By John Keegan
With an identical erudition, discernment, and crisp prose that made his A background of war a global bestseller, Keegan surveys the literature of global warfare II, selecting the works he unearths most vital and illuminating whereas analyzing the occasionally savage controversies raised through generations of the war's historians.
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With an identical erudition, discernment, and crisp prose that made his A heritage of conflict a world bestseller, Keegan surveys the literature of global struggle II, determining the works he reveals most crucial and illuminating whereas reading the occasionally savage controversies raised by means of generations of the war's historians.
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Extra resources for The Battle For History: Re-Fighting World War Two
Civilian policymakers ultimately make the decisions, and they are not affected by the dynamics of military cultures or interservice rivalries. Accounts featuring organizational culture amply demonstrate that the preconceived assumptions and ideas regarding the appropriate way to fight that permeate military organizations affect the doctrine these organizations develop to wage wars and even how militaries choose to fight in the early stages of armed conflicts. Still, cultural arguments are plagued by two significant weaknesses.
Specifically, civilian victimization inflicts costs on noncombatants to coerce a government or rebel organization to cease fighting. Traditionally, scholars have equated inflicting pain on noncombatants with punishment. Punishment is a coercive strategy that erodes the adversary’s will to fight, either by convincing the government that the civilian costs outweigh the benefits of resistance, or by turning the civilians themselves against the war and hoping that they will pressure the government to end the war.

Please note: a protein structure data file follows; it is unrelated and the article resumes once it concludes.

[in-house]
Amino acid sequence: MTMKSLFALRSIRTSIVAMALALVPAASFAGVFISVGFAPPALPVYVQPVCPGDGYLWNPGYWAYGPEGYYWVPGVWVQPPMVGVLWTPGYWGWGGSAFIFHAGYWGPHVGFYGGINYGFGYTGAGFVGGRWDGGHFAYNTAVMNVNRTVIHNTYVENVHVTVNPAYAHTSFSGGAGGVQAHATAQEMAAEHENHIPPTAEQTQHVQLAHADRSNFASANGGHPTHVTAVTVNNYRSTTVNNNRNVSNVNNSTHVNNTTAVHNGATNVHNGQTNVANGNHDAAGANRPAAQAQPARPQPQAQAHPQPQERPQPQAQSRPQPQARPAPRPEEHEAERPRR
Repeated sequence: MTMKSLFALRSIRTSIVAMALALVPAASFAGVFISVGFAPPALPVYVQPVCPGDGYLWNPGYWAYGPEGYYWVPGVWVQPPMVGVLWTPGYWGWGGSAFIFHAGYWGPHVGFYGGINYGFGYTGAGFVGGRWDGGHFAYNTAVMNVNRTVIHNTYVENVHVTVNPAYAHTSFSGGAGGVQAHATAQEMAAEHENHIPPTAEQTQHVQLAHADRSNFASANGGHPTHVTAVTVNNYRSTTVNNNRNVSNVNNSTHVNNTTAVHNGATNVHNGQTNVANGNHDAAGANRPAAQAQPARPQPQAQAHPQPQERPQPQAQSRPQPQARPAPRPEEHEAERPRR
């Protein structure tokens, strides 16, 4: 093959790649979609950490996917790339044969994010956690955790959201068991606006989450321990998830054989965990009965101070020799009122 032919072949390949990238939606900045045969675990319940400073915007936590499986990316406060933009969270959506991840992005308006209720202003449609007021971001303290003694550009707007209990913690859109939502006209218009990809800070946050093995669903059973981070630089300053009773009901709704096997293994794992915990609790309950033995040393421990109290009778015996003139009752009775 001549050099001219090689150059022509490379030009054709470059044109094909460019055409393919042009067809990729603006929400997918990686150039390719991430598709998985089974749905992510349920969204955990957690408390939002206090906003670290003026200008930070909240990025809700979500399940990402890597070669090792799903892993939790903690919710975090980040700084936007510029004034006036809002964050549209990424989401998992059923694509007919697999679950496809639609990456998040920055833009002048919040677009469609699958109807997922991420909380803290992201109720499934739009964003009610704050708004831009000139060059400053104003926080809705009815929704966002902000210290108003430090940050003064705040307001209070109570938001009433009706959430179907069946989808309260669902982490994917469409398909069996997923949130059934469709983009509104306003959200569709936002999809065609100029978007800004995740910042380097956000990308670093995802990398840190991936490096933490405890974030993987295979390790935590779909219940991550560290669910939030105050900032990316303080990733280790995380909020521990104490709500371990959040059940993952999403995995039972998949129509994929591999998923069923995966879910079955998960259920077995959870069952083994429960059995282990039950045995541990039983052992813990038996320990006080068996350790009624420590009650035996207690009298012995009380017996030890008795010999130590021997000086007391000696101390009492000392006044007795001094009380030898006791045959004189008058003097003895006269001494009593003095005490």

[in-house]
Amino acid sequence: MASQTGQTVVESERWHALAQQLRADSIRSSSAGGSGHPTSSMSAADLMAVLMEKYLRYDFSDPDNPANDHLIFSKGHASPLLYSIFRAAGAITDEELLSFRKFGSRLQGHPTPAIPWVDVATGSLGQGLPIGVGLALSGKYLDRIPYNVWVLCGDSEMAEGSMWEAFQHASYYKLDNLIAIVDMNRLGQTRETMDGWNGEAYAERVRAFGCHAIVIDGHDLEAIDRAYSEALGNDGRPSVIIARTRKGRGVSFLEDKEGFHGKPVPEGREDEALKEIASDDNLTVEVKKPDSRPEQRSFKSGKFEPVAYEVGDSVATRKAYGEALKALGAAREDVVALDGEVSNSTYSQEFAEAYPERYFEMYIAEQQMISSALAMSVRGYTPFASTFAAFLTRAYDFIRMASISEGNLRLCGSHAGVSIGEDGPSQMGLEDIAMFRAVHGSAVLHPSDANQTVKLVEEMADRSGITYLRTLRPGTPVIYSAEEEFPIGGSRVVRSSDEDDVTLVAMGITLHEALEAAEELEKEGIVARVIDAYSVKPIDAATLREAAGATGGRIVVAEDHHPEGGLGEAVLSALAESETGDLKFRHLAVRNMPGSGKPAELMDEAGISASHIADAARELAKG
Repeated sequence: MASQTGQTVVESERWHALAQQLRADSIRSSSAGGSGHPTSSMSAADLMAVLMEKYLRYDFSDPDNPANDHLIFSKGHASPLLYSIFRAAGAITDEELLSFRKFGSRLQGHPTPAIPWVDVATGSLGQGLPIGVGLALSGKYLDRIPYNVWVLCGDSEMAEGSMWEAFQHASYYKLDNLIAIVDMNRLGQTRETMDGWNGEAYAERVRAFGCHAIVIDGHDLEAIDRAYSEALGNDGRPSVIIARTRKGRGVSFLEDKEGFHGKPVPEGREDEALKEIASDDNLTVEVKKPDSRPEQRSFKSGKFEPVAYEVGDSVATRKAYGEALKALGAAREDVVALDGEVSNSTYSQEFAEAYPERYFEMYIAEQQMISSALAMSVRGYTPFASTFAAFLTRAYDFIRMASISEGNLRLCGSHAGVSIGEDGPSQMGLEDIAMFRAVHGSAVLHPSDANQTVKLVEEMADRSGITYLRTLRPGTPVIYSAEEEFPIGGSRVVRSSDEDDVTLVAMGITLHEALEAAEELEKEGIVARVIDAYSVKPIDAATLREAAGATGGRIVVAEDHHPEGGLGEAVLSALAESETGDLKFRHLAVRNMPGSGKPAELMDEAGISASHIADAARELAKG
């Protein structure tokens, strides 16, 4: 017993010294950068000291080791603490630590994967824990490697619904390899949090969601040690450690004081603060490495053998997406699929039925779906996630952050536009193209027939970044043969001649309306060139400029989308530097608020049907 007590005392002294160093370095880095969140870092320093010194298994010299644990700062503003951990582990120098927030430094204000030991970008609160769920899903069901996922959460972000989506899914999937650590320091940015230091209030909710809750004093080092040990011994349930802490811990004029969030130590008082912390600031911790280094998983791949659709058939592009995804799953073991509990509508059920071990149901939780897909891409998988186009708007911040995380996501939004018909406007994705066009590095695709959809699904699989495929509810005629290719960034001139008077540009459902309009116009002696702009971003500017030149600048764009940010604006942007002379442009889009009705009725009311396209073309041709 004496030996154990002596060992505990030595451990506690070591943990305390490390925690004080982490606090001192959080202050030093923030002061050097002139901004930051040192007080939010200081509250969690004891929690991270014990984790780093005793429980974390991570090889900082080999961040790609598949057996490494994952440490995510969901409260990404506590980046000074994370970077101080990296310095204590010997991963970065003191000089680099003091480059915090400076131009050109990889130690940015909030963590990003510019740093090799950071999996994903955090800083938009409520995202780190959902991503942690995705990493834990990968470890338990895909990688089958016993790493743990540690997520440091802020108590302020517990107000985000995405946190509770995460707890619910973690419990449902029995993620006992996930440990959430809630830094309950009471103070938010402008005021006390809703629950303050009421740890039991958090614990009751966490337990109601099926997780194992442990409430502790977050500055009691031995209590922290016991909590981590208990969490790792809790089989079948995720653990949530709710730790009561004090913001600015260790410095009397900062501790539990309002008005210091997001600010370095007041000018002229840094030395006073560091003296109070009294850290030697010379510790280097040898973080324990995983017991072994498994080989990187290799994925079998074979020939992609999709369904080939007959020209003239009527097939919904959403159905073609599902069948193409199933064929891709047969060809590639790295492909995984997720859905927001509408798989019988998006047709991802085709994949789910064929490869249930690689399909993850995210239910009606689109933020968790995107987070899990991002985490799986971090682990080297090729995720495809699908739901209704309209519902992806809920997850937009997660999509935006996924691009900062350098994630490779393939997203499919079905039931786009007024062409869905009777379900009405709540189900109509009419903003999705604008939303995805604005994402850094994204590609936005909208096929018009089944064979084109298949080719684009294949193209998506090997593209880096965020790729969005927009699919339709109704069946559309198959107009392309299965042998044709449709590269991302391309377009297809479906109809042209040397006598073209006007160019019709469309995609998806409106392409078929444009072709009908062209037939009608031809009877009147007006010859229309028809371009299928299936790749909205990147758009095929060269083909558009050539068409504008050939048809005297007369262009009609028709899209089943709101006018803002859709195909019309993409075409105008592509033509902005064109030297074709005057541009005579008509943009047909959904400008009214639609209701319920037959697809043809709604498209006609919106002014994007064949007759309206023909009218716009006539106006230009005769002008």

S. 41 In short, civilian victimization is a government-sanctioned policy in wartime that targets enemy civilians intentionally or fails to discriminate between combatants and noncombatants. Belligerents need not put a gun to their victims’ heads for a wartime strategy to constitute civilian victimization. Widespread noncombatant suffering and mortality can be generated by systematic devastation of the environment, cutting off supplies of food, or forced relocation. Next, I elaborate the various theories that have been offered to explain civilian victimization, before turning to my own desperation and annexation arguments and a discussion of the methods and cases I use to test these competing theories.
The Battle For History: Re-Fighting World War Two by John Keegan